My idol for as long as I can remember is George Plimpton, American journalist, writer, literary editor, actor and occasional amateur sportsman. Plimpton is renowned for “participatory journalism” which included competing in professional sporting events, acting in a Western, performing a comedy act at Caesars Palace in Las Vegas, and playing with the New York Philharmonic Orchestra. His influence on me spanned my career and inspired me to be a career coach; producer, engineer and talent scout for London Records; host my own radio show on WSTC/WNLK; produce and host for public television; write several books; perform at iconic venues like CBGBs and Nashville’s Bluebird Café; head-up my own record label; serve as a senior leader for companies including MCI, Cablevision and Cablevision; and even take a motorcycle trip across Egypt featured in New York Rider. I am a staunch believer that you can achieve fulfillment and do meaningful work at any age.
I was thrilled to see a recent article by Kevin Evers in the Harvard Business Review entitled, The Art of Blooming Late in which he captures the feelings of so many: “Even if you never hope to reach Mozart’s level of mastery, you may relate to his need to break free from convention. Maybe you feel as if your job is like painting by numbers. Maybe you’ve done everything right—excelled at school, worked hard, and landed a good, high-paying job—but you’re tired of being just like everyone else. Maybe you yearn to achieve something that is unmistakably you.”Continue reading THE ART OF BLOOMING LATE→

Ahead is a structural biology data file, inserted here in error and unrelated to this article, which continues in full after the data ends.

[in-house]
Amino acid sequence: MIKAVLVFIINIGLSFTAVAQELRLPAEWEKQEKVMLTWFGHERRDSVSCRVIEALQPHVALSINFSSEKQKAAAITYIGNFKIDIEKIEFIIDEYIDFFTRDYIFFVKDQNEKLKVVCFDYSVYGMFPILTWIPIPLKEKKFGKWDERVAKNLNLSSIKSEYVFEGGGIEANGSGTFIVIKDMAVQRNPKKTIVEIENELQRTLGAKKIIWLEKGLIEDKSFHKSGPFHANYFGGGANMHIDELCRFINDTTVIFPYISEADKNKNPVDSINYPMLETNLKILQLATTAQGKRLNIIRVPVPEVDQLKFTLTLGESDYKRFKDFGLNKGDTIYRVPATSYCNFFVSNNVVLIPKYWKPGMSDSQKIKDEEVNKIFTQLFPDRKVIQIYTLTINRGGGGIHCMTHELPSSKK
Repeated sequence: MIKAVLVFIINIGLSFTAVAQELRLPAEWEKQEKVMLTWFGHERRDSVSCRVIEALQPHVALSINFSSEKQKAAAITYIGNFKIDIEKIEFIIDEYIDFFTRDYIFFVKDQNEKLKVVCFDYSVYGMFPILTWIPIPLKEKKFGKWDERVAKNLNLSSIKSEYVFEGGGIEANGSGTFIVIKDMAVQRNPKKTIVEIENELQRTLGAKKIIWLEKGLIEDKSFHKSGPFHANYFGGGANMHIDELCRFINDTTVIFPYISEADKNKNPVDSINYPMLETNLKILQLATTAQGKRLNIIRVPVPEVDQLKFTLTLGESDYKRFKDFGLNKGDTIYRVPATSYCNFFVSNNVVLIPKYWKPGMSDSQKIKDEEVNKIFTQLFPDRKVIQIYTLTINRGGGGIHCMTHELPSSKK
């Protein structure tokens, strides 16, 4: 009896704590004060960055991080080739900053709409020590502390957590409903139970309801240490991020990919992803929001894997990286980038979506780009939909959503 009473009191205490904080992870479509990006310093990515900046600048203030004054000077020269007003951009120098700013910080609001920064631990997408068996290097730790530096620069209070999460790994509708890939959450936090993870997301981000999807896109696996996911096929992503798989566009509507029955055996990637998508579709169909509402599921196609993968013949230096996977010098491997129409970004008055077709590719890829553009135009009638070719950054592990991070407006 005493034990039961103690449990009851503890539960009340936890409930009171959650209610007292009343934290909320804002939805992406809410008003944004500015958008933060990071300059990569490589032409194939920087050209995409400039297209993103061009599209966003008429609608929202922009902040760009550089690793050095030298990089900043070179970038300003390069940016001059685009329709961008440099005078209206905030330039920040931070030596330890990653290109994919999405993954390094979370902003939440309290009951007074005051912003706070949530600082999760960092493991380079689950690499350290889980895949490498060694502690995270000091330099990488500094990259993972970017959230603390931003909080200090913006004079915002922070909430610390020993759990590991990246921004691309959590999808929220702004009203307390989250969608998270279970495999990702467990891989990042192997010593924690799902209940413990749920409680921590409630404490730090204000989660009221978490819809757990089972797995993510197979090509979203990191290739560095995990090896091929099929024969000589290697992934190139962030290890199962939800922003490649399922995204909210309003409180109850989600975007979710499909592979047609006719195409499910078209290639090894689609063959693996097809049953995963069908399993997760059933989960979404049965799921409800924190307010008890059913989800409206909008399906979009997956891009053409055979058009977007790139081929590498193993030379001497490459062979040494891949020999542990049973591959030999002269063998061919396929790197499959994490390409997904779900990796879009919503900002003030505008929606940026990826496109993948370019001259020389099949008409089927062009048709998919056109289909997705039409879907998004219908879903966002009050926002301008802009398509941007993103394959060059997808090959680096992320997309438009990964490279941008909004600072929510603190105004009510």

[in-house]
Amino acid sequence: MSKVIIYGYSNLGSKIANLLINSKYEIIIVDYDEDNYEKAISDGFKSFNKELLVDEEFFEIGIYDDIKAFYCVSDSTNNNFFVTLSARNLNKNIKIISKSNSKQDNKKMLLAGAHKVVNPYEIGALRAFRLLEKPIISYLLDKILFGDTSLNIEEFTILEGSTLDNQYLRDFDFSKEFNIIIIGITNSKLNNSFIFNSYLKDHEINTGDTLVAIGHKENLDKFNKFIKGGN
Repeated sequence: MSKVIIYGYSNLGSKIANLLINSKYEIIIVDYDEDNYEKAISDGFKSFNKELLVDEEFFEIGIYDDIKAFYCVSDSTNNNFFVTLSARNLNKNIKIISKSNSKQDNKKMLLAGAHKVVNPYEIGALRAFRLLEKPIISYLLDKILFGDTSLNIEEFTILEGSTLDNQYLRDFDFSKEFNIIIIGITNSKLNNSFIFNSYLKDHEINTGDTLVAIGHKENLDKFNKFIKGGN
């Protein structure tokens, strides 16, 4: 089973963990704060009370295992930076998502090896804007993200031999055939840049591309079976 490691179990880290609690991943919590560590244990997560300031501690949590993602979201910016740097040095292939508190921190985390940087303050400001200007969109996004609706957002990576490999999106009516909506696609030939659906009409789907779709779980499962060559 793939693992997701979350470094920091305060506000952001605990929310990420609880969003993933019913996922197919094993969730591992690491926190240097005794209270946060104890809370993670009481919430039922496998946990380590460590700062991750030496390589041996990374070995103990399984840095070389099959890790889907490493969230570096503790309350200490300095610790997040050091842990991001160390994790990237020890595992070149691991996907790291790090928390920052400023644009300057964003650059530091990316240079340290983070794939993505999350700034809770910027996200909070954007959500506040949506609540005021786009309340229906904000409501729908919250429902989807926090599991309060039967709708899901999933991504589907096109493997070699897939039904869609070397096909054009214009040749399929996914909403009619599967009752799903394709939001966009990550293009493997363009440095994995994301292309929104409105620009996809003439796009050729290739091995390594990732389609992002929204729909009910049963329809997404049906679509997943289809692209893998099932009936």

When Woody Allen and Marshall Brickman, co-writers of the Oscar-winning screenplay Annie Hall, were interviewed in 1977 by journalist Susan Braudy for the New York Times, Woody would be credited with telling the world that, “80% of life is just showing up.” Woody’s often quoted comment actually reflected the post-World War II stage in the evolution of the American worker when paternalistic employers were still offering their workers job security and retirement in exchange for loyalty. But, today, “just showing up” no longer generates job security nor is it the path to finding the elusive meaning in work that so many yearn for.
It was a pleasure being Brad Davis’ guest on WDRC’s The Talk of Connecticut. Brad is celebrating his 42nd anniversary this year as morning host at WDRC AM and in 2015 was inducted into the Connecticut Broadcasters Association Hall of Fame.
Brad and I spoke about the 2ND ACT speaker series at The Waterbury Palace and my presentation March 26th at 6pm. I’ll be sharing with you my own career reinventions so that my “lessons learned” can propel you into realizing your own next career adventure.
Identifying and living our life purpose come with the wonderful gifts we give ourselves to be authentic and earn a living doing what we love. It is exciting to set out on a career path in which our true talents are given freedom to emerge, express themselves fully and create a source of income. Continue reading Values: Our Career Lane Departure Alert→
When people hear the word “brand” they instantly think of “products” or “things on a store shelf” or “cool stuff we can order through Amazon.” The last association people make with “brand” is to themselves. Branding is not just about products. YOU are a brand. And, if you’re seeking a new career or looking for your next job your personal brand is your foundation for success. Continue reading PB&J: PERSONAL BRANDING AND YOUR JOB SEARCH→
"You've had such a varied and impressive career. It's awesome to read about your adventures and reinventions and how you're now helping others do the same," branding expert Dorie Clark, author of Reinventing You, Stand Out and Entrepreneurial You